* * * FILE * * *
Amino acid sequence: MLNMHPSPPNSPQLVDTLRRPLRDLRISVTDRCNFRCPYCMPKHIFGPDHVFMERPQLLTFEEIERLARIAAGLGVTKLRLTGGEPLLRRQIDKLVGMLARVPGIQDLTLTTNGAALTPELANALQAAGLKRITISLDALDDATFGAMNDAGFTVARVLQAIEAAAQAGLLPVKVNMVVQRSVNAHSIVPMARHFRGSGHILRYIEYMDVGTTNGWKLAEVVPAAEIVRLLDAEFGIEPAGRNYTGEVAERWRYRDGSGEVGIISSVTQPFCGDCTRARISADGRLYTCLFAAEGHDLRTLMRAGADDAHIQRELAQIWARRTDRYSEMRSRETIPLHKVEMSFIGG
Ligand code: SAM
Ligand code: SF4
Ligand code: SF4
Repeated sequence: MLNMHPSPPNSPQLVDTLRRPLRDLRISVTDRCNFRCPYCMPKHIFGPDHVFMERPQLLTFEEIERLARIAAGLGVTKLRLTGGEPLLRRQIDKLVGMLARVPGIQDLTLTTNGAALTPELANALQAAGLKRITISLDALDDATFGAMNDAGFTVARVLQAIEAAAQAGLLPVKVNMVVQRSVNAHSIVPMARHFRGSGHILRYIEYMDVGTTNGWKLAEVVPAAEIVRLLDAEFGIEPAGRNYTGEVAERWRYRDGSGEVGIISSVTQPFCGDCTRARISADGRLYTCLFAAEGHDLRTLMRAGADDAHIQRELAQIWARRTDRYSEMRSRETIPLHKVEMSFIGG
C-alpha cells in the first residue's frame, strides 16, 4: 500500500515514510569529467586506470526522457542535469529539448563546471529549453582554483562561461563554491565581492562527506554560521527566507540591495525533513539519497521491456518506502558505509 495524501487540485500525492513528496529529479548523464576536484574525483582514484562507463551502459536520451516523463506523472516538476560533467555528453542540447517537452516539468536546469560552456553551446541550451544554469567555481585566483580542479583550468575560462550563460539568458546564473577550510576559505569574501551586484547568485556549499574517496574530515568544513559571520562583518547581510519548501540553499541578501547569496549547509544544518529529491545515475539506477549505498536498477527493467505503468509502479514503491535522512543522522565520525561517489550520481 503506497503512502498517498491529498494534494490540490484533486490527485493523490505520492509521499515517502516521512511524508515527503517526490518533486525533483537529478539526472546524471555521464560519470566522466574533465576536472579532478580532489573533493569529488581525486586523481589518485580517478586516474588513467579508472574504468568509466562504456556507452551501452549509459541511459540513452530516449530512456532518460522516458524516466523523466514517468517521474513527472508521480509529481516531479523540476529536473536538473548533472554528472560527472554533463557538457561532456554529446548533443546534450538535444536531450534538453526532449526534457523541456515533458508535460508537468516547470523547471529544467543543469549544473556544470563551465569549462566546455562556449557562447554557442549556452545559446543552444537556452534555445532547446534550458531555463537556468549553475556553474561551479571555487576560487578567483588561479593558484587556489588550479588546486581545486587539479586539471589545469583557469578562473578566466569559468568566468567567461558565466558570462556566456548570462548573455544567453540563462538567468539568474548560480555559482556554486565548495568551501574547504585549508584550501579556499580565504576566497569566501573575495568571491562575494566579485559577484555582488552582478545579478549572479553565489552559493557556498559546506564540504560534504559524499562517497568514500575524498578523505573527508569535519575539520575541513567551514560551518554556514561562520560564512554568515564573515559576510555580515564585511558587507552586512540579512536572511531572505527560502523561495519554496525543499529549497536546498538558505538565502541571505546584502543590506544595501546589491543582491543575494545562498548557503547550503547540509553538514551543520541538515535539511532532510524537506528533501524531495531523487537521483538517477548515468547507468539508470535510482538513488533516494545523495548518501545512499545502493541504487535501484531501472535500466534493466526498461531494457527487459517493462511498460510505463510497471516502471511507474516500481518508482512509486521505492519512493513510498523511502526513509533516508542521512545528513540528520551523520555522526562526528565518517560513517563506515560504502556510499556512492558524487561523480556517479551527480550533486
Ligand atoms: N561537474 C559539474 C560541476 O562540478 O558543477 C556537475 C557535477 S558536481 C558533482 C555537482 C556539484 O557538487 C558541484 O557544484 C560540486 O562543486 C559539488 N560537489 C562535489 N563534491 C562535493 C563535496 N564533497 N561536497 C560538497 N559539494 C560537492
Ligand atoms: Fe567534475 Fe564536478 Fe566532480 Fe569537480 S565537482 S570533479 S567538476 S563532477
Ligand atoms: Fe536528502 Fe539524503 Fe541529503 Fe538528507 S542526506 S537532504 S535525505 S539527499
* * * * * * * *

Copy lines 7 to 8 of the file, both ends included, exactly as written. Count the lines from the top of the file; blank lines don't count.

Ligand atoms: N561537474 C559539474 C560541476 O562540478 O558543477 C556537475 C557535477 S558536481 C558533482 C555537482 C556539484 O557538487 C558541484 O557544484 C560540486 O562543486 C559539488 N560537489 C562535489 N563534491 C562535493 C563535496 N564533497 N561536497 C560538497 N559539494 C560537492
Ligand atoms: Fe567534475 Fe564536478 Fe566532480 Fe569537480 S565537482 S570533479 S567538476 S563532477